5 Art Movements that Influenced Architecture

5 Art Movements that Influenced Architecture

As far as history goes back, art and architecture have always been interrelated disciplines. From the elaboration of the Baroque movement, to the geometric framework of modernism, architects found inspiration from stylistic approaches, techniques, and concepts of historic art movements, and translated them into large-scale habitable structures. In this article, we explore 5 of many art movements that paved the way for modern day architecture, looking into how architects borrowed from their characteristics and approaches to design to create their very own architectural compositions.

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Jugendstil

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Jugendstil Influence on Architecture. Image via Wikimedia Commons | Henry Townsend

Art historians have conflicting stories of who was the founder of the Jugendstil movement. It is believed by some that during the late-19th-early-20th century, Swiss artist Hermann Obrist launched the Jugendstil art movement in Munich, taking inspiration from the German arts magazine Die Jugend (German for: the youth). Although the artist initially studied botany and history, it was his trips to the countryside and his intricate observations of the organic forms and movements of nature that led to creation of the style. Other historians explain that it was in fact a group of visual artists, namely Georg Hirth, Peter Behrens, and Otto Eckmann to name a few, who inaugurated Jugend in 1896 as a means of rebelling against the neo-classicism of art and architecture institutions. Prominent characteristics of Jugendstil included floral motifs, organically-shaped lines, flora and fauna, landscapes, and most importantly, the harmonious relationship between human and nature. These features were translated into architecture and furniture design as Art Nouveau, an international movement that highlighted organic lines, nature-inspired motifs, movement, and use of both engineered and natural materials. Some of the first Art Nouveau houses were built in Brussels by Paul Hankar and Victor Horta, and featured elaborate motifs and intricate craftsmanship, blurring the lines between architecture and nature.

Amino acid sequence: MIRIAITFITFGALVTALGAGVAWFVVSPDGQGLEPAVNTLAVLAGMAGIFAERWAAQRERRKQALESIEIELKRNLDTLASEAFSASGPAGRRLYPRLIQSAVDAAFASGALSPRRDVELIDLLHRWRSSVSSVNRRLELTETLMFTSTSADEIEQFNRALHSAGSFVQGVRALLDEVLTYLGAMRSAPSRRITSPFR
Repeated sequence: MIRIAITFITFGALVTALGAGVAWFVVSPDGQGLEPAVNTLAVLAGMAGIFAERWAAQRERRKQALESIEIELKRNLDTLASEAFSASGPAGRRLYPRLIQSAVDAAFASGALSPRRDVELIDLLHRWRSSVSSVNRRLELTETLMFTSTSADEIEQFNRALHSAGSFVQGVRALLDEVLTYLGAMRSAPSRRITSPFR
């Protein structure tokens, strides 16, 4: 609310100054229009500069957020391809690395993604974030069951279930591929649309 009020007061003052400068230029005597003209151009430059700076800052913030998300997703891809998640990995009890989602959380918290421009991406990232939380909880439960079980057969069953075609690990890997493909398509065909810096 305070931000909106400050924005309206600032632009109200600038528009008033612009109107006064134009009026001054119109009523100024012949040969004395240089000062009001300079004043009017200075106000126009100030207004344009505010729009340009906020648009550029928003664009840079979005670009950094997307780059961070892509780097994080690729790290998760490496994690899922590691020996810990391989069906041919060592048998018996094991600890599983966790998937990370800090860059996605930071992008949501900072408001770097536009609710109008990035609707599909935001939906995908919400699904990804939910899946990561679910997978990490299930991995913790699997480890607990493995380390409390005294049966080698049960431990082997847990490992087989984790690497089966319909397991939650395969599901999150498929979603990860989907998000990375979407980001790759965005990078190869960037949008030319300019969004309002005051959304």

Dadaism

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Dadaism Influence on Architecture. Image © Alfred Stieglitz | Harry Schiffer - realities:united

Considered as a “rebellious and revolutionary” art movement in the early twentieth century, Dada art is said to have been first created at an artistic nightclub in Zurich, Switzerland called ‘Cabaret Voltaire’ after many war-opposing creatives seeked refuge in the country. The movement gained momentum from 1916-1924 mainly in Switzerland, Paris, and New York, and featured works by notable artists like Hugo Ball (the founder of the movement), Marcel Duchamp, Hans Arp, and Sophie Taeuber-Arp, to name a few. The radical avant-garde artists wanted to ridicule war and capitalist culture, so they resorted to irrational concepts of art that showcased humor, and the questioning of authority and reality through an “anti-art” approach.